How to be a civic university: lessons in collaborating with local communities

Deborah Bull outlines how institutions can make their civic duties a strategic priority, developing mutually beneficial partnerships with local communities and organisations

Deborah Bull's avatar
King’s College London
3 Nov 2021
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The 21st century has yet to agree on a shared definition for the new civic university, but UK professor John Goddard, who has written extensively on the topic, suggests that a civic university is one that integrates teaching, research and engagement with the outside world such that each enhances the other. Research has socio-economic impact built in from the start and teaching has strong community involvement. Most importantly, there is a soft, flexible boundary between the institution and society.

Almost five years ago, King’s College London set out a strategic vision to take us to our 200th anniversary in 2029. Central to this is a commitment to be a civic university at the heart of London, working in mutually beneficial partnerships within our home boroughs of Lambeth, Southwark and Westminster. We wanted to explore what civic engagement might mean in the context of our institution. This is what we’ve learned so far.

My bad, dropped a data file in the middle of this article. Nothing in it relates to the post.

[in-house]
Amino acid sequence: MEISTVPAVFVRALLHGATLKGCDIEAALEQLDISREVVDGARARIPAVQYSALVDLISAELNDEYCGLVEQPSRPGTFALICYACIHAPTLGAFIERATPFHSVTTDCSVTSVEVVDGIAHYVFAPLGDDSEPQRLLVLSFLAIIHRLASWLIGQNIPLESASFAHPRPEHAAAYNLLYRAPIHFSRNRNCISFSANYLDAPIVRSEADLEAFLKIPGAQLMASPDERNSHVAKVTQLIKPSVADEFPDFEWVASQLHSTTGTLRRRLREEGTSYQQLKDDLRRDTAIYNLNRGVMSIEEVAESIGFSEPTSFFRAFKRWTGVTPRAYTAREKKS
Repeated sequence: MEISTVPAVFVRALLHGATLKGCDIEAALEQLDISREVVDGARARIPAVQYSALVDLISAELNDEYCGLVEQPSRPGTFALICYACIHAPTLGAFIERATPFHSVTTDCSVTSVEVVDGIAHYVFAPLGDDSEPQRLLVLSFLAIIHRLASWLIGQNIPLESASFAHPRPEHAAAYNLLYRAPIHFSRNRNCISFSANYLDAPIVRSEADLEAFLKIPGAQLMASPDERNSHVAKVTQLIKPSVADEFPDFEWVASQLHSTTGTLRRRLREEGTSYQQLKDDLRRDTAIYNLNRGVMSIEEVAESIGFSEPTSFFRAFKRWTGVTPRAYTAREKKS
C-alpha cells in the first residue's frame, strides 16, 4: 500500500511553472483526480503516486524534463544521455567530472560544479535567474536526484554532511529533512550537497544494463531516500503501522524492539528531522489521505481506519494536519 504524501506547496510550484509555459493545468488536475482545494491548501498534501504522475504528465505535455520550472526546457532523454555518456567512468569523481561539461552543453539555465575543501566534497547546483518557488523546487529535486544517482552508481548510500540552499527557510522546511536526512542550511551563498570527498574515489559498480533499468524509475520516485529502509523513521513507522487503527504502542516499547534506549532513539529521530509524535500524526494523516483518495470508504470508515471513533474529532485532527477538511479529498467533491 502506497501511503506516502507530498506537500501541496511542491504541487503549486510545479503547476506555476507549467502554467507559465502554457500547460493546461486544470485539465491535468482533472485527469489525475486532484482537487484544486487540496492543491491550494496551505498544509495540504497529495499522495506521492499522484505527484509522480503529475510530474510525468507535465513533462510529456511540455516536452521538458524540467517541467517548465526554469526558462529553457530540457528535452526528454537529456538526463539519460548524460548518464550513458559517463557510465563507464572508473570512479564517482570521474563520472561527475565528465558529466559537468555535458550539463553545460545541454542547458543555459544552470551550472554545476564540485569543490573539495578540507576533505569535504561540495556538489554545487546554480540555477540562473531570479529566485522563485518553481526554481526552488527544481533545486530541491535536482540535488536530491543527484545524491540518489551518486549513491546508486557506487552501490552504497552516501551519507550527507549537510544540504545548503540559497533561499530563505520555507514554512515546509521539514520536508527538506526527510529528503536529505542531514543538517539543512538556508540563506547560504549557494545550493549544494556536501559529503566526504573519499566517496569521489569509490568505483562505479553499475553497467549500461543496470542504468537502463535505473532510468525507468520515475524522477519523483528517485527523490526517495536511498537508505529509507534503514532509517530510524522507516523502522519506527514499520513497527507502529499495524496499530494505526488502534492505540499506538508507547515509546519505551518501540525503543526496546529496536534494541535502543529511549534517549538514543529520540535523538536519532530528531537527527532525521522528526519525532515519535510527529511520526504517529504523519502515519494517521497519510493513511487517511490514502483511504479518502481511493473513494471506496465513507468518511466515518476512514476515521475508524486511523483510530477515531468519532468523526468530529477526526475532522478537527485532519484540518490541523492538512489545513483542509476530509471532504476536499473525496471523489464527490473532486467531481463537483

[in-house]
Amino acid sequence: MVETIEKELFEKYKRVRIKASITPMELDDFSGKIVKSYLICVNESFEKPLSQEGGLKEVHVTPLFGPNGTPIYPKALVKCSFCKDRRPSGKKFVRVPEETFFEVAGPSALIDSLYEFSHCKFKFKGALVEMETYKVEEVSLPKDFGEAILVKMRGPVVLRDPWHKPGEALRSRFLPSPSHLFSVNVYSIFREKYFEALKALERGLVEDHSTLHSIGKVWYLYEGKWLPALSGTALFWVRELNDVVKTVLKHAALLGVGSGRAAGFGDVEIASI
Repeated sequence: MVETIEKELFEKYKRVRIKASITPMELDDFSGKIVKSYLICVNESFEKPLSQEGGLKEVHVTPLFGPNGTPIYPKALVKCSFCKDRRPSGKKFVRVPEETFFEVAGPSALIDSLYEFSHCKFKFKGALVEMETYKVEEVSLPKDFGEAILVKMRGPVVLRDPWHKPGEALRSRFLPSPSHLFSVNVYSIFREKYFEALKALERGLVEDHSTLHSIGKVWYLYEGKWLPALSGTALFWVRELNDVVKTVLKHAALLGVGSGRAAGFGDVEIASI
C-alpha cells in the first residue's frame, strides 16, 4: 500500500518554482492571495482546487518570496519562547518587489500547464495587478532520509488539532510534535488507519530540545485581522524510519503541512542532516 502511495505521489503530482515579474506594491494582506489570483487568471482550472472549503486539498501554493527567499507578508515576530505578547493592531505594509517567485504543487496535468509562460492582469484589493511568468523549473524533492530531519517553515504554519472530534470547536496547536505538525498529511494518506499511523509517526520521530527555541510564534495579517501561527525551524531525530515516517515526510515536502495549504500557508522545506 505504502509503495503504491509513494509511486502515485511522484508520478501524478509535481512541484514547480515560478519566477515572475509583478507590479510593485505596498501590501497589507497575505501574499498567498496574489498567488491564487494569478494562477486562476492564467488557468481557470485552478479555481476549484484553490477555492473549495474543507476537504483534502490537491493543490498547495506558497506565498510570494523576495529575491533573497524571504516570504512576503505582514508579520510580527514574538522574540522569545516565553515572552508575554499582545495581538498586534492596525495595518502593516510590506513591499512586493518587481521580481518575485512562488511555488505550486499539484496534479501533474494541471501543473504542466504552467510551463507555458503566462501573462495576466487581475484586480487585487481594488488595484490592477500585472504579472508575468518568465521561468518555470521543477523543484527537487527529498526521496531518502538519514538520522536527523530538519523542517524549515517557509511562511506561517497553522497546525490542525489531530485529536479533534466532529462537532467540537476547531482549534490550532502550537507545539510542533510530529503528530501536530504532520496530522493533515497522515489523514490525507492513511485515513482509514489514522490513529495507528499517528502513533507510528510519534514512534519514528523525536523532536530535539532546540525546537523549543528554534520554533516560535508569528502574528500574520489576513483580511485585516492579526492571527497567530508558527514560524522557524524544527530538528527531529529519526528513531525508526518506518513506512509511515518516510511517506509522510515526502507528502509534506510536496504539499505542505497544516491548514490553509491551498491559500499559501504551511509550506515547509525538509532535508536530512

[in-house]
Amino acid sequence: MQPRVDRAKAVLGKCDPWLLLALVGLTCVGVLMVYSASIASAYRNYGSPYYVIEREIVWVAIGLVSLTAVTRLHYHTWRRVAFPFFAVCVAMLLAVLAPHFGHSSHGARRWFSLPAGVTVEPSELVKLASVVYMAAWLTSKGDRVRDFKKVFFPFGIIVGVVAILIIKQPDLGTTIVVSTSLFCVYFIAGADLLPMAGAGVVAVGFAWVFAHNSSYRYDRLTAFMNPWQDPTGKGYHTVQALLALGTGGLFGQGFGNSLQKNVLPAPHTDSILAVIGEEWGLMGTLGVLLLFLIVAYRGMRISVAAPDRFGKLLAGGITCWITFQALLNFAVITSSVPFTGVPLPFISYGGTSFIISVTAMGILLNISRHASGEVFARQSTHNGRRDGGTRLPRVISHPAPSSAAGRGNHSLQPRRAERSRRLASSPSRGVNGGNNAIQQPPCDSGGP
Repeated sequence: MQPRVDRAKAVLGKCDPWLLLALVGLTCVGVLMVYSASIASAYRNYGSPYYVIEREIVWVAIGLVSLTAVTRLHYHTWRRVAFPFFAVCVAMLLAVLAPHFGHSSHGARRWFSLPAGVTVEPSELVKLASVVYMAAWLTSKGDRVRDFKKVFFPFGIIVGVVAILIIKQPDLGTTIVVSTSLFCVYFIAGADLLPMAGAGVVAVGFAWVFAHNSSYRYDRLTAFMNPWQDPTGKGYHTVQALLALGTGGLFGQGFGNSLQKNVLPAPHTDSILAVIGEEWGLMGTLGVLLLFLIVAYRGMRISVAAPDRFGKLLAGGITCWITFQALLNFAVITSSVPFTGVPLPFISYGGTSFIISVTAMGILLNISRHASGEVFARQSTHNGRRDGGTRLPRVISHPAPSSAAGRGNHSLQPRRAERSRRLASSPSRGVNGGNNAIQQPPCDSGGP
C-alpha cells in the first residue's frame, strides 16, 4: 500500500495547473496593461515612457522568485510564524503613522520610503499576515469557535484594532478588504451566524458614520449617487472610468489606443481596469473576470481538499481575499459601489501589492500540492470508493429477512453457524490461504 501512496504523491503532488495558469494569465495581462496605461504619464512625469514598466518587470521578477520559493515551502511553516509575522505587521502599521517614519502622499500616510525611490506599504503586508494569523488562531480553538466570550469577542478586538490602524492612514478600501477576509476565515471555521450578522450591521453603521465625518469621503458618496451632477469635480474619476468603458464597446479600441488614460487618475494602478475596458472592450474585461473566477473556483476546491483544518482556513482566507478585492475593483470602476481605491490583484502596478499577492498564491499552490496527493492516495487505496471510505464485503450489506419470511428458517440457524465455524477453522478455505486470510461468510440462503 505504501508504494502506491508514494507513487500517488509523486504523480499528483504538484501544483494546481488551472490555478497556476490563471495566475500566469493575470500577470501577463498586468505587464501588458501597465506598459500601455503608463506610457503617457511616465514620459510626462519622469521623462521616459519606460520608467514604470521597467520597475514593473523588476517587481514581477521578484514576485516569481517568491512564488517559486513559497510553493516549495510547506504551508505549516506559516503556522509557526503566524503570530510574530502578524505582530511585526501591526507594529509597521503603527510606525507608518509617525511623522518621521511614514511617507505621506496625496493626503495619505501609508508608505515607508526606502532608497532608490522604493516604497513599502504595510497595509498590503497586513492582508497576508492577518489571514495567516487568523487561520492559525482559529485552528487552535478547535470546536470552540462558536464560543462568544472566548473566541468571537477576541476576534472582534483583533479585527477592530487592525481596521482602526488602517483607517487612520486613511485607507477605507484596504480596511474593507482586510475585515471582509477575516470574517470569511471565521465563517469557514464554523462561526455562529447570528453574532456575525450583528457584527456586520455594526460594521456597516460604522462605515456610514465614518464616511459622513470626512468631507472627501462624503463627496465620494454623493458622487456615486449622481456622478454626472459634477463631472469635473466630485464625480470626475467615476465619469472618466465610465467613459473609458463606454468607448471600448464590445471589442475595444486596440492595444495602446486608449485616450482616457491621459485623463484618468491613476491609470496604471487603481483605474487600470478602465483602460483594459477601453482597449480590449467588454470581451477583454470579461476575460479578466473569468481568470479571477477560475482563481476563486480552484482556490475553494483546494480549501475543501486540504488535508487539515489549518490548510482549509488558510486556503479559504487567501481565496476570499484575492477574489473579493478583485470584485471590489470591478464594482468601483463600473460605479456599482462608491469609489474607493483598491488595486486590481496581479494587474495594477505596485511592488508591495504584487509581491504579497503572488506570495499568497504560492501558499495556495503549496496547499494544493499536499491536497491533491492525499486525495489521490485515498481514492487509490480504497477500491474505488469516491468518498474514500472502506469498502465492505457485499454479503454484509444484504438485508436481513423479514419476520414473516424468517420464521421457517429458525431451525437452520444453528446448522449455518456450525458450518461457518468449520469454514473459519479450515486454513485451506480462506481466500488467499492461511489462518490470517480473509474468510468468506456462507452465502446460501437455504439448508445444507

Listening to local communities

To begin to make our vision a reality, we undertook an extensive listening exercise with our partners in London, and across the boroughs where our campuses are situated, to better understand their needs and to find out what they thought about their relationship with the university.

What we heard during these conversations wasn’t always easy listening. We heard about the challenges and hurdles in working with such a large and complex institution, but also about positive experiences as well as great enthusiasm for future collaboration.

Crucially, our conversations underlined that working in partnership would be the most effective way to contribute to London and our home boroughs. In simple terms, doing things “with” and not “to” local communities, recognising the depth of expertise within communities and the value of those communities being co-creators of potential ideas and solutions.

Mapping local need against our strengths

Following these conversations, we mapped local strategies against the university’s strengths and vision to identify four mutual priorities:

  • education and attainment
  • health and well-being
  • business and enterprise
  • community resilience.

All these are areas in which there is a local need, where the university has strength and expertise and where there is potential to enhance and expand our contribution locally.

We knew we couldn’t take a “one-size-fits-all” approach. Lambeth, Southwark and Westminster, although geographically close, all have unique characteristics and challenges to address, so plans needed to be tailored to each borough. We developed bespoke agreements, outlining areas for collaboration that connect back to the university’s strengths in education and research.